Utilizing Performance Value as a Deciding Factor for Capital Purchases

by Bruce Hayward

Scales weighing time and money

When making capital investments, there are numerous factors that need to be evaluated. Most of the key criteria relates to features that are a must have, which help sort out the finalists. Sometimes the importance of these items can be subjective (controller brand, serviceability, accuracy, ease of use, etc). Price usually stands out on its own, and it can be a nebulous number if you do not have a benchmark to reference. Performance Value can help quantify the purchasing power relative to your ultimate goal, production output.

Performance Value calculation

The table below provides good examples to clarify Performance Value on thermoformers.

Thermoformers Price ($000) Cycles Per Minute Cost Per Cycle
A - Commodore SX-28 $295k 125 $2,360
B - Competitors TF $425k 175 $2,428
C - Commodore SX-28S $341k 175 $1,948

The performance value measurement in this example is cost per cycle.

Example A

Thermoformer A is less expensive than thermoformer  B but output is lower. However, the cost per cycle is almost the same for both. Therefore, other key criteria come into consideration in the evaluation.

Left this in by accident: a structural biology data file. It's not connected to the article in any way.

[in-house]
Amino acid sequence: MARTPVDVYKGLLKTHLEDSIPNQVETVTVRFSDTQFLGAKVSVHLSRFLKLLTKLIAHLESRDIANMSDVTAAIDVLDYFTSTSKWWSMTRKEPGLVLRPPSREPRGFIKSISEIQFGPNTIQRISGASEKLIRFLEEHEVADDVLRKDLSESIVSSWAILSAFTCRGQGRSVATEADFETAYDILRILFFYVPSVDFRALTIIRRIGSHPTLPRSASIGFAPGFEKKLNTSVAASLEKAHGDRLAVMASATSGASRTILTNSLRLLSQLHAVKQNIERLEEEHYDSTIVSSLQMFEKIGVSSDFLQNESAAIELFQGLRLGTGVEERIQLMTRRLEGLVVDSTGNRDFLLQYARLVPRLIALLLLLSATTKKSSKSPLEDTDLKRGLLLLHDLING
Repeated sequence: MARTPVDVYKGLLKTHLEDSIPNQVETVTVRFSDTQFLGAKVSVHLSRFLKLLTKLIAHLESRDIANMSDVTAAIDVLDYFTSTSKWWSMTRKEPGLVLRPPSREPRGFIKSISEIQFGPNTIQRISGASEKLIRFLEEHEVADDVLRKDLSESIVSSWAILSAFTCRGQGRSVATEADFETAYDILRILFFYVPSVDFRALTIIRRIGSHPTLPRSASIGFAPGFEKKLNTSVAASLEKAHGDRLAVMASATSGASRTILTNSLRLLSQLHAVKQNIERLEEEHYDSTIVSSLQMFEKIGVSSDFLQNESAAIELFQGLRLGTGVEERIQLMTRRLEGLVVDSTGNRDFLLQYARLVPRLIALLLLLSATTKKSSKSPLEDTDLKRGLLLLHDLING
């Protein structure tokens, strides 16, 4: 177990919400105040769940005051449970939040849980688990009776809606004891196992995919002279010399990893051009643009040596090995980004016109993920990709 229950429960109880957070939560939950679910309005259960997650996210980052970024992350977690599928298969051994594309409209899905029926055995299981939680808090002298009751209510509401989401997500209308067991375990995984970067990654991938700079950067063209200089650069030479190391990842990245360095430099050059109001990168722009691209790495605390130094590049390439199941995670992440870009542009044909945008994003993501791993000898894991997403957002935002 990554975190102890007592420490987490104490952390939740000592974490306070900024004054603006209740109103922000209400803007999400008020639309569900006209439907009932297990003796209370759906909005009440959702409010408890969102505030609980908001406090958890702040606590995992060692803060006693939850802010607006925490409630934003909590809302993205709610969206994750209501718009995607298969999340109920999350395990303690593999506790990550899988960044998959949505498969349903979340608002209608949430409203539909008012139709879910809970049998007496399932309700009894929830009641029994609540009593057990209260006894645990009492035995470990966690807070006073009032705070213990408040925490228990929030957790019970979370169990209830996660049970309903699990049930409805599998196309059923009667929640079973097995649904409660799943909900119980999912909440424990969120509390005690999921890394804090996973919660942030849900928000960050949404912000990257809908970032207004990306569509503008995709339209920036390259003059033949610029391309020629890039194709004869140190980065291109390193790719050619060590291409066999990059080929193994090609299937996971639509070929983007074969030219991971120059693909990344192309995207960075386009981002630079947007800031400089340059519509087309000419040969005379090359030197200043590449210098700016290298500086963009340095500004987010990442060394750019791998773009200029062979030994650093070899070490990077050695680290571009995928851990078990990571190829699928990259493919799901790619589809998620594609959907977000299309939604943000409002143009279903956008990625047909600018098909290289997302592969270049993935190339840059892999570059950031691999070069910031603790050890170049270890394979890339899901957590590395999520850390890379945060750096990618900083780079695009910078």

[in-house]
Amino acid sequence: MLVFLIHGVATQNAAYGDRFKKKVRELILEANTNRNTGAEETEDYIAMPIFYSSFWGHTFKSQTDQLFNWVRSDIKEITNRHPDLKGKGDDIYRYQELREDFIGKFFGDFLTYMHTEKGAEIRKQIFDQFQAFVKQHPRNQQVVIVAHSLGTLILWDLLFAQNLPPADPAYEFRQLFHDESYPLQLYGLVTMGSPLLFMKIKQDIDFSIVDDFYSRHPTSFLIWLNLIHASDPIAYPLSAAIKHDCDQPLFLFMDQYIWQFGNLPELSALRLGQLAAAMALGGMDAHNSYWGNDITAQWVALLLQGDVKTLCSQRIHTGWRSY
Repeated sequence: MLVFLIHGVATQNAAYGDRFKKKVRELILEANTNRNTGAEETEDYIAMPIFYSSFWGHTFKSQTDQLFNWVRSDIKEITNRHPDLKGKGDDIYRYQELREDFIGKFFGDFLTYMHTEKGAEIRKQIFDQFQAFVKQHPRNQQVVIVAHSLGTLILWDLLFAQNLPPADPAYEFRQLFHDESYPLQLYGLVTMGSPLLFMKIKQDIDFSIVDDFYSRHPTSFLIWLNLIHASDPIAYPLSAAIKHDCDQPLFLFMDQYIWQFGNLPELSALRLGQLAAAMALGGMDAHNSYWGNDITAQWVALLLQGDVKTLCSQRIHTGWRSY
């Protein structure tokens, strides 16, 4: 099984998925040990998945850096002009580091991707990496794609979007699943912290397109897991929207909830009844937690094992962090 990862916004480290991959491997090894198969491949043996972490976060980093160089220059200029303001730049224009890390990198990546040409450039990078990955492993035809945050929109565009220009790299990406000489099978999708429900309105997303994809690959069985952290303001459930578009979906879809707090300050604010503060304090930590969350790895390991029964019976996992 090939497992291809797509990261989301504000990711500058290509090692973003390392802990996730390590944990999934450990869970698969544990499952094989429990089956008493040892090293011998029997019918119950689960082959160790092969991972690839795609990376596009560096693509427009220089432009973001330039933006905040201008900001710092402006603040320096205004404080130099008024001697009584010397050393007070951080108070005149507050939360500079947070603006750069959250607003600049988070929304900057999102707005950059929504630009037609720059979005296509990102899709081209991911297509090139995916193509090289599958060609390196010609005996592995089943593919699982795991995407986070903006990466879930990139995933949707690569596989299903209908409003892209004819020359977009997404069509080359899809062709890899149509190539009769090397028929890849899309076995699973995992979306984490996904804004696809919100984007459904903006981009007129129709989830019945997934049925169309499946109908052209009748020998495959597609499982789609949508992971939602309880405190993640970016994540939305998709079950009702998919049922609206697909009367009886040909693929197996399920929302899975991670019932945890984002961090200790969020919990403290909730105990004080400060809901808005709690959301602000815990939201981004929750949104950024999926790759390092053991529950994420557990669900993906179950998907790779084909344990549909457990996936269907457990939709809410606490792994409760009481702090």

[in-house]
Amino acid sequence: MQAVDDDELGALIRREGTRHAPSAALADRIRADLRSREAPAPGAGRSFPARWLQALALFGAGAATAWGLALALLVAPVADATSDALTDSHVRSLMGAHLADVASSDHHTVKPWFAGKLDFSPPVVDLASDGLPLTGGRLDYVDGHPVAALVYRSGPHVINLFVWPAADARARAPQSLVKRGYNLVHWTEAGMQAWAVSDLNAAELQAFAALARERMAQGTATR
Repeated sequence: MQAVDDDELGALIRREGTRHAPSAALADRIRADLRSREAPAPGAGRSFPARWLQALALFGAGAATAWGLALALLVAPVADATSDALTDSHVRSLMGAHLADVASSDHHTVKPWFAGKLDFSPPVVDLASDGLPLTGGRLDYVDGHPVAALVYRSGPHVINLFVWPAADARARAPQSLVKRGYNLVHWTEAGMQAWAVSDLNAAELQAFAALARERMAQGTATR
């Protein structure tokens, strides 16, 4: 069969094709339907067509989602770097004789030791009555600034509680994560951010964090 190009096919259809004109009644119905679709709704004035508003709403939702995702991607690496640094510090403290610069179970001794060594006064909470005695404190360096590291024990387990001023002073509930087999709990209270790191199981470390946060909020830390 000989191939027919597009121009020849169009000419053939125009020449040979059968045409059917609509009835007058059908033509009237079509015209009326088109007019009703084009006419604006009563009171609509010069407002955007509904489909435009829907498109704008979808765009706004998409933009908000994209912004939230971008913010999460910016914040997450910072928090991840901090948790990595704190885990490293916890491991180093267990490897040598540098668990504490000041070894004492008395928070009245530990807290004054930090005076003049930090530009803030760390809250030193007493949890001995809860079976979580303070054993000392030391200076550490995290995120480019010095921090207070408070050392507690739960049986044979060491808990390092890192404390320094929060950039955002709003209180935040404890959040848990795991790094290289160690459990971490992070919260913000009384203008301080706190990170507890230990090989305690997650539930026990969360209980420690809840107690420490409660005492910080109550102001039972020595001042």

• If low capital spend is an important factor, thermoformer A may be the best solution. This can also help when buying multiple machines. You can buy three of thermoformer A for close to the same price for two of thermoformer B. This may play into other key criteria related to production flexibility.
  • If product B has more "must have" features perhaps the additional cost is justified.

Example B

Thermoformer B is more expensive than  thermoformer C but output is the same. Cost per cycle makes a dramatic point with thermoformer B having a 25% higher cost per cycle. Unless there is a compelling argument related to other criteria, the performance value of thermoformer C helps make the decision very clear.

This simple calculation can be easily used for different applications such as:

  • Extruders - Capital cost per kilo of output
  • CNC Mills – Capital cost per linear inches of cutting speed or traverse speed
  • Cars (my favorite) – Cost per horsepower

Making capital purchasing decisions is not always black and white. Sometimes it can be an emotional and cultural challenge to make the right decision. Adding a simple yet quantifiable calculation such as Performance Value may help clarify the decision process.